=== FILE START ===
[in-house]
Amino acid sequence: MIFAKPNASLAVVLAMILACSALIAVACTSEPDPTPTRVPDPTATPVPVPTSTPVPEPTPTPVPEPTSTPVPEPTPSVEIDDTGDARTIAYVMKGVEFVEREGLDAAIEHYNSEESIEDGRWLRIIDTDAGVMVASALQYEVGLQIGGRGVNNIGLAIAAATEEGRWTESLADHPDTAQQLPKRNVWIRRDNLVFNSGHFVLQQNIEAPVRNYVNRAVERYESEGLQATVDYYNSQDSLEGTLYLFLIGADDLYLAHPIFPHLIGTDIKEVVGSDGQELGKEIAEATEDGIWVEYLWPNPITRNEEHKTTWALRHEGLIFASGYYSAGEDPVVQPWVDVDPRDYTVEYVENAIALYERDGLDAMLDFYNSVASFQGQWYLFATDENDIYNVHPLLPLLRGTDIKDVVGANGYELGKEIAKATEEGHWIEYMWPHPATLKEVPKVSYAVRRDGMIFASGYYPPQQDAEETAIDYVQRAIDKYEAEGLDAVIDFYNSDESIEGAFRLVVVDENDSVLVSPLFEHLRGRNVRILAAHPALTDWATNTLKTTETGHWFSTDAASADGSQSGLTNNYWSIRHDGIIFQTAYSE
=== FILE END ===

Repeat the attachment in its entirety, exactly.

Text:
[in-house]
Amino acid sequence: MIFAKPNASLAVVLAMILACSALIAVACTSEPDPTPTRVPDPTATPVPVPTSTPVPEPTPTPVPEPTSTPVPEPTPSVEIDDTGDARTIAYVMKGVEFVEREGLDAAIEHYNSEESIEDGRWLRIIDTDAGVMVASALQYEVGLQIGGRGVNNIGLAIAAATEEGRWTESLADHPDTAQQLPKRNVWIRRDNLVFNSGHFVLQQNIEAPVRNYVNRAVERYESEGLQATVDYYNSQDSLEGTLYLFLIGADDLYLAHPIFPHLIGTDIKEVVGSDGQELGKEIAEATEDGIWVEYLWPNPITRNEEHKTTWALRHEGLIFASGYYSAGEDPVVQPWVDVDPRDYTVEYVENAIALYERDGLDAMLDFYNSVASFQGQWYLFATDENDIYNVHPLLPLLRGTDIKDVVGANGYELGKEIAKATEEGHWIEYMWPHPATLKEVPKVSYAVRRDGMIFASGYYPPQQDAEETAIDYVQRAIDKYEAEGLDAVIDFYNSDESIEGAFRLVVVDENDSVLVSPLFEHLRGRNVRILAAHPALTDWATNTLKTTETGHWFSTDAASADGSQSGLTNNYWSIRHDGIIFQTAYSE